In different circumstances, I would have raged with the best of them. Some of these, after all, are important issues that have plagued our country for so long. But in the aftermath of Yolanda, in the midst of such horrific destruction, I just couldn’t. I couldn’t muster an ounce of anger towards these self-serving politicians, our corruption-ridden government, our perceived incompetent President. I couldn’t even care less about Korina’s slippers or Jejomar Binay’s conspicuous relief goods bags. To me, it seemed inconsiderate- selfish, even- to indulge one’s ire when so many lives have been lost, when so many are suffering, when the whole world is mourning.

And so, I decided to seek out the positive and uplifting- quite unusual for a realist like me. I watched as the the world opened its arms and cradled our ravaged country in its embrace. I listened to stories of hope from my friends who had the privilege of physically helping our kasimanwas in the battered towns of Batad, Balasan, Ajuy, Estancia, and Capiz. I laughed at anecdotes that exemplify our resilience and humor, such as the lady who coyly asks a volunteer:’Ma’am kon pwede tani, tama na nga sardinas? Luncheon meat naman…’ (‘Ma’am, can we have a break from sardines? Maybe luncheon meat next time?). I chuckled when I saw plackards with the words “We need house and lot and car and swimming pool” replace those with the more desperate “We need food and water”. I knew then that somehow, in some way, we will rise above this tragedy. Somehow, the Filipino people will come through. And for the first time, I feel a patriotic tingle course down my spine- quite unusual for an avowed expatriot like me.

And this, I believe, is what Typhoon Yolanda really left behind, more than the destruction and grief, the suffering and mourning. She left a nation in tatters and its people in despair. But she also left them stronger, more resilient, with a clearer awareness of who they are as a nation. I fervently hope that such new-found knowledge and strength would one day push them to reach for something they so deserve – a transparent government that exists for all and not just the chosen few.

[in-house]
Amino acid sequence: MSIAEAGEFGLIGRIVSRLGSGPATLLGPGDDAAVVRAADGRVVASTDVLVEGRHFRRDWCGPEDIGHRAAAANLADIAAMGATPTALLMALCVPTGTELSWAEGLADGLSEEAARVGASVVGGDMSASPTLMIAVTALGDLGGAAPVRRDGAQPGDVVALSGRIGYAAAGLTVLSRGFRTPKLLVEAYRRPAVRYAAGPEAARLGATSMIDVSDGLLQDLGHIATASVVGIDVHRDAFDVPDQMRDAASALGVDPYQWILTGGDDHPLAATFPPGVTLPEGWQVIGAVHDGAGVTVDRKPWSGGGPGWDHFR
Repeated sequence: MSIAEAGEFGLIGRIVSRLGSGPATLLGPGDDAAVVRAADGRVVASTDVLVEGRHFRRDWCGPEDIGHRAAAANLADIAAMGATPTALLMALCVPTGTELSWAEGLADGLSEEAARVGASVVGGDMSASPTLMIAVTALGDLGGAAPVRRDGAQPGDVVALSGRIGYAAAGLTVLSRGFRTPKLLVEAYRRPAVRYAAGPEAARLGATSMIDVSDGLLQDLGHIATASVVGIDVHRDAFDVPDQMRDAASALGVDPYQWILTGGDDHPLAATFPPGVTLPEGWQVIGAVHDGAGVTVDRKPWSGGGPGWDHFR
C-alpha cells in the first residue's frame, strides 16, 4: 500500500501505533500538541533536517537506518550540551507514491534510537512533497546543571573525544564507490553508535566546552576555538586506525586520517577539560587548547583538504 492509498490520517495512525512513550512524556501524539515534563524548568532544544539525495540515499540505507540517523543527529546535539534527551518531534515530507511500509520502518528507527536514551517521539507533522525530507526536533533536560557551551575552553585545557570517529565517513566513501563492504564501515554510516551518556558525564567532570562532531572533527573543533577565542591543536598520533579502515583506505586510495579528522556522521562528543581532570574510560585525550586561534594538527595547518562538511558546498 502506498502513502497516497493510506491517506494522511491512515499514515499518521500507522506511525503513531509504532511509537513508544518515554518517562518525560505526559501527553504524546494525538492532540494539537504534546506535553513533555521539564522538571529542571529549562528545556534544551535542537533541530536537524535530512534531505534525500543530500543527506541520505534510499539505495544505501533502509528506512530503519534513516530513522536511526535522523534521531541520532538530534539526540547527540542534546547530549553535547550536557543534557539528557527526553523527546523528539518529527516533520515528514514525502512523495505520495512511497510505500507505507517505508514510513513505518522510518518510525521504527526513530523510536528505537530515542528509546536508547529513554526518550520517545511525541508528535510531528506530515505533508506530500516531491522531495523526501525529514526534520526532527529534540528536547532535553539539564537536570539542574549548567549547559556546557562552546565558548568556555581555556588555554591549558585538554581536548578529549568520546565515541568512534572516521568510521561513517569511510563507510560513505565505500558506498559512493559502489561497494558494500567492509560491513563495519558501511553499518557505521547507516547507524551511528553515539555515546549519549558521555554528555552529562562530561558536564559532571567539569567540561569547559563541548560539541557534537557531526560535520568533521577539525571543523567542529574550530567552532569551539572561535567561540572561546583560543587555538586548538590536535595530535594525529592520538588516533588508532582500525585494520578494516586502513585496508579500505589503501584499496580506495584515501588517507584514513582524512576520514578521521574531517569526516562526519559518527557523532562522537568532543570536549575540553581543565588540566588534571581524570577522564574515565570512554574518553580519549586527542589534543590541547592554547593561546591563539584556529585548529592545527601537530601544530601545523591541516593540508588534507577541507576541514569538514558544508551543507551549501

Handmade and Fabulous: The Basic Maxi Dress

I recently acquired a stash of jersey knit fabrics from Taytay, Rizal. Taytay is the fabric capital of Manila where bodegas (warehouses) that hold hundreds, nay, thousands of fabrics crowd each other out, where fabrics are sold by the kilo and not by yardage. Truly a seamstress’ version of heaven!

My loot included this really soft jersey in royal blue. As soon as I touched it, I knew I wanted to make something flowy and easy out of it, something I can whip out in a couple of hours. So here is a basic version of one of my favourite clothing items, the maxi dress.


and Back

Tutorial follows soon so stay tuned!


No-Sew Project: Recycled Wedges

We all have one: a pair of shoes so comfortable and versatile we wear it with anything and everything. Mine was a very simple pair of dark brown leather wedges with beige raffia-covered heels. They fit my rather curvy feet perfectly and although it is sling-back, I never felt like I had to walk a certain way to keep them on (yeah, you know what I mean). I wore them with everything: short dresses, long dresses, short shorts, longish shorts, wide-legged trousers, skinny jeans. I wore them when it’s sunny, I wore them in the rain. I got a good few months out of them before I noticed the raffia heels looking a little worse for wear. I’m actually being kind. Here’s one of them.


They looked really tatty and I know I can’t wear them again without looking unkempt, but the thought of binning them filled me with a certain sadness. And so I put them away for a while, hoping they’d grow new heels in the closet.  Well, today, I finally took them out of hiding and did what I should have done months ago: rip the offending raffia off the wedge heels.


I panicked a bit when I saw the naked wedge- I didn’t realise how ugly they are underneath that dirty raffia covering. I just wanted to cover them up as quickly as possible. Two options: braided leather or jute cords. Braided leather would have added a luxe feel to the shoes but would have entailed too much work. And truth be told, I wasn’t up to doing too much work these past few weeks. So jute cords it is.

Armed with the mother of super glue and a roll of jute cords, I set out to breathe new life into these rather sad-looking pair of wedges.



A couple of hours and two glue-hardened thumbs later,


I think the pair is good for another 6 months. I must remember to skip puddles.

Till next time!